Vintage effect

Any effect which gives the look of an old photo, including sepia toning, photo borders, paper patterns and textures and anything else which gives a distressed, ‘aged’ look.


An effect where the edges of the picture are darker than the centre. It was common with old lenses and it’s become associated with a vintage look. It’s considered a lens aberration these days, though photographers often like to add a vignette effect deliberately.

Toy camera effect

A deliberately low-quality image effect that mimics the retro look produced by cheap old film cameras. Pictures have added contrast and colour saturation and strong vignetting at the edges of the frame. Some toy camera effects add a colour shift to simulate old and out of date film.


Overlays used by some image effects software to simulate dust and scratches on a negative, paper textures or other ‘distressed’ surfaces.

Light leak

Old and cheap film cameras have poor seals and badly-fitting backs that may let light through on to the film inside. This produces pale streaks across the image or at the edges and has become associated with an ‘old camera’ look. Some programs now replicate light leaks digitally in a variety of colours, patterns and orientations.

Gum bichromate

An old chemical printing process which uses gum and chemical bichromates to produce prints from negatives. It produces images with a particular visual appearance and can be replicated, after a fashion, using software. ON1 Photo RAW has a Gum Bichromate effect preset, for example.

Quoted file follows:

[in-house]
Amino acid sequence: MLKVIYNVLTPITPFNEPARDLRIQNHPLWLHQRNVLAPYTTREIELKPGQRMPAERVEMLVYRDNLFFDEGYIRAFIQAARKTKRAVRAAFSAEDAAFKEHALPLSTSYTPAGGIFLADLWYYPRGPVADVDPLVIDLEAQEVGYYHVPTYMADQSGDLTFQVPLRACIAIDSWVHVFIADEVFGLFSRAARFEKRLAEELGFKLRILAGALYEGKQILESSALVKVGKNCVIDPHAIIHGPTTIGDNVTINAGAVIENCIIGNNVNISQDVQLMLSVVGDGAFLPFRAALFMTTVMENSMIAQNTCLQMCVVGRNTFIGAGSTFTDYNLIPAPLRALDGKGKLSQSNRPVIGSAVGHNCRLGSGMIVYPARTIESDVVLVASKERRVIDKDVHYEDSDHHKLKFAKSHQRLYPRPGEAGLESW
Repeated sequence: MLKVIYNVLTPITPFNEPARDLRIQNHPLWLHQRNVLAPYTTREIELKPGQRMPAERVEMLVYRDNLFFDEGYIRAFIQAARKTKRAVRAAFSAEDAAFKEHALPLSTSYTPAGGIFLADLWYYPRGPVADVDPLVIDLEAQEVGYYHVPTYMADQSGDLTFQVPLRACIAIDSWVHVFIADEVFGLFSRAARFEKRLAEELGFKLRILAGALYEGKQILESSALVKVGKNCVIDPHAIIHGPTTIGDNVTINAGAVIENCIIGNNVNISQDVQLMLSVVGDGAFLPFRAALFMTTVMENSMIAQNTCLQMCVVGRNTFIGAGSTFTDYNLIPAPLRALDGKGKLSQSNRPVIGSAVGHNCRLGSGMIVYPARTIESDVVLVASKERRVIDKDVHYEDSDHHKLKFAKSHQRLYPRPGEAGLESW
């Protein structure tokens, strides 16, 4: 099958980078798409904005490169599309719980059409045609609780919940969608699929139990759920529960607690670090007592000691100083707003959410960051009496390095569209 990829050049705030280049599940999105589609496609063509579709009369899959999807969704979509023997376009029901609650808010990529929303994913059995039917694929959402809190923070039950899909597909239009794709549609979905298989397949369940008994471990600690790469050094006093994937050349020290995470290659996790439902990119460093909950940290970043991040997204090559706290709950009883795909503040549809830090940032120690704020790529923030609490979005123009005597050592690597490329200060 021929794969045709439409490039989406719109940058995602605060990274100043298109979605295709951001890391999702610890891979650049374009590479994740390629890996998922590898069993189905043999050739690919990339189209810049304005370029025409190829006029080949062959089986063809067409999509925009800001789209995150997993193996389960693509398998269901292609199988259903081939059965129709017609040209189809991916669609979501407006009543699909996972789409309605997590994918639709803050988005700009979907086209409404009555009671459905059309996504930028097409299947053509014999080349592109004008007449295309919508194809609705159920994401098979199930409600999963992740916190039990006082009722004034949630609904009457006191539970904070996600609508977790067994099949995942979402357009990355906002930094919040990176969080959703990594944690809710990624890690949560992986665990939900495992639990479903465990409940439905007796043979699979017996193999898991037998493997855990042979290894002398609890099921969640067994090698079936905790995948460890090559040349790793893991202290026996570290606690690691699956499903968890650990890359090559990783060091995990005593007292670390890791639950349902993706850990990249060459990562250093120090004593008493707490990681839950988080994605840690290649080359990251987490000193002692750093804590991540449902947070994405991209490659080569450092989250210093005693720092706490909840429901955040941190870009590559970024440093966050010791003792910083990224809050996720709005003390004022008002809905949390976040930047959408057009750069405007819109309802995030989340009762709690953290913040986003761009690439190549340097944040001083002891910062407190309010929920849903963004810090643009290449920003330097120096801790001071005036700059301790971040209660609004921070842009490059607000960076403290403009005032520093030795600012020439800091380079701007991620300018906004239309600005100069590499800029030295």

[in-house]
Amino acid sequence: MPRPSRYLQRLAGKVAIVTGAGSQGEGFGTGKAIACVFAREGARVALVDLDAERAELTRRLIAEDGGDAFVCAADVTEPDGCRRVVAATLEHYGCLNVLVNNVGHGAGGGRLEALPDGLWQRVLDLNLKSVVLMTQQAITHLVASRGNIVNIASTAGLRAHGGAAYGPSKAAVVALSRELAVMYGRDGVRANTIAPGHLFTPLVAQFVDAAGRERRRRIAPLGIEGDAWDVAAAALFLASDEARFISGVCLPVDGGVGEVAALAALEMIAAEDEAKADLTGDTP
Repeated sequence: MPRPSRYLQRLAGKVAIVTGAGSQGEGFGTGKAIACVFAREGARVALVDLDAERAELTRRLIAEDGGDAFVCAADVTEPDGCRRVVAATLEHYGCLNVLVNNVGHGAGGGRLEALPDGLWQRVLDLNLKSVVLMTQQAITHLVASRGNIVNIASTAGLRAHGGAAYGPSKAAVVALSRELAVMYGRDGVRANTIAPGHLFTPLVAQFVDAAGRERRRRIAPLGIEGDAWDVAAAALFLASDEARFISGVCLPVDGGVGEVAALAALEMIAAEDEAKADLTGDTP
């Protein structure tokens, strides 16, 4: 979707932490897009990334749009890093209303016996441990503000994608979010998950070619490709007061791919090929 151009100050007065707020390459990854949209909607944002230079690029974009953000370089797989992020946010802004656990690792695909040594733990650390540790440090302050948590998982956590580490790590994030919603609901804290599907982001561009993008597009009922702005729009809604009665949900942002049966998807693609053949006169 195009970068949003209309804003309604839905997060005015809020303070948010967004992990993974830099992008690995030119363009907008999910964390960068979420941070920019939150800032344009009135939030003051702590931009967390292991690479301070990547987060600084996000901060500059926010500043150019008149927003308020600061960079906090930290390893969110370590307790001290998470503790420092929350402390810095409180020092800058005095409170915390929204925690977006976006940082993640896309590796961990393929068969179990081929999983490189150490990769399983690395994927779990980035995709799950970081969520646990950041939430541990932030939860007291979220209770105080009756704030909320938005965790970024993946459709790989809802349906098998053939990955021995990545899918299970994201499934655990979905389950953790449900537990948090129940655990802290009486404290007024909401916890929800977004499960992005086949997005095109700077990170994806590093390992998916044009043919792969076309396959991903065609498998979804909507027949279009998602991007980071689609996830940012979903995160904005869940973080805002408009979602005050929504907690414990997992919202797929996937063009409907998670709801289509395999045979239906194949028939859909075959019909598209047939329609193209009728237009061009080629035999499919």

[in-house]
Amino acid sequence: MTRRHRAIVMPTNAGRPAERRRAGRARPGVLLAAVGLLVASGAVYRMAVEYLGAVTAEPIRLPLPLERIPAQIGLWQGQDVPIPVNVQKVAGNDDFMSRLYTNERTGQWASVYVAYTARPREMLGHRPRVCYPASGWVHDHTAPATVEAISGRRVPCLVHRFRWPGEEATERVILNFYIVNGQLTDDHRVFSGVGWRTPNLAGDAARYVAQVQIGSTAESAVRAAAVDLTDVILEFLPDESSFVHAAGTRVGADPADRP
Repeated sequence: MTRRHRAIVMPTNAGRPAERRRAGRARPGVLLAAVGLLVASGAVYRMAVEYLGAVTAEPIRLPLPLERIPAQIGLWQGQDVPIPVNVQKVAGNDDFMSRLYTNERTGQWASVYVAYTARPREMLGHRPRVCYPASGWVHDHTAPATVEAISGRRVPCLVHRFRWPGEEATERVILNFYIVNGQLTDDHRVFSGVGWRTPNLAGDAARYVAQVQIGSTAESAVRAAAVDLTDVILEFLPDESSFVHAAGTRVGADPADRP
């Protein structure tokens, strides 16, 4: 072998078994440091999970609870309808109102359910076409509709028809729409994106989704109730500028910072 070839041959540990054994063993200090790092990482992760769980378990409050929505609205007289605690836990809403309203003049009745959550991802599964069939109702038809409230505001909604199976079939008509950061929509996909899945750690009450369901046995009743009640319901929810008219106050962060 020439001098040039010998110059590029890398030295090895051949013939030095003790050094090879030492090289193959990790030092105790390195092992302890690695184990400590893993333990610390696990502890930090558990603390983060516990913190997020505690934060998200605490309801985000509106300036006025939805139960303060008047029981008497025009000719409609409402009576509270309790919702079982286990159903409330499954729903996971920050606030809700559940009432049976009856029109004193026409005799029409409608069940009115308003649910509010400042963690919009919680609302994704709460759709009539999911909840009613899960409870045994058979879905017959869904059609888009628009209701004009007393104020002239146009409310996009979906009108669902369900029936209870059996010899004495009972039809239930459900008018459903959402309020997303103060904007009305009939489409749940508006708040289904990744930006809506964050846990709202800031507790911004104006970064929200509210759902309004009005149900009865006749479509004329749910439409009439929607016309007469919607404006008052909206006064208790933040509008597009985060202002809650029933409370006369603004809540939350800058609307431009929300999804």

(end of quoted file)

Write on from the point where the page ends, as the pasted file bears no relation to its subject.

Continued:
Film grain is caused by the random clumping of silver halide grains (black and white) or dye clouds (colour film) – the individual grains or colour spots are too small to see. Film grain looks very different to digital noise – many photographers use film grain simulation filters and tools.


Another word for borders applied digitally to a photo, either as a compositional aid to enclose the picture, for example a black keyline, to simulate the look of negatives or prints, or (in the worst case) to produce a pretend wood or metal frame.


‘Analog’ film comes in three main types: colour transparency (slide) film, colour negative and black and white negative. It also comes in many sizes, from 35mm through medium format roll film to large format sheet film. Smaller formats than 35mm are still available, such as 110 and 126, but are less popular now.

Film simulation

Image settings on some cameras which attempt to recreate the colours and tonal quality of classic films. Fuji offers Velvia, Provia and Astia film simulations to replicate its films of the same name. You can choose these in-camera if you shoot JPEGs, or apply them later to RAW files.


Room set aside for film development and printing, typically equipped with a ‘wet’ area with running water, an enlarger for making prints and blackout materials to produce complete darkness.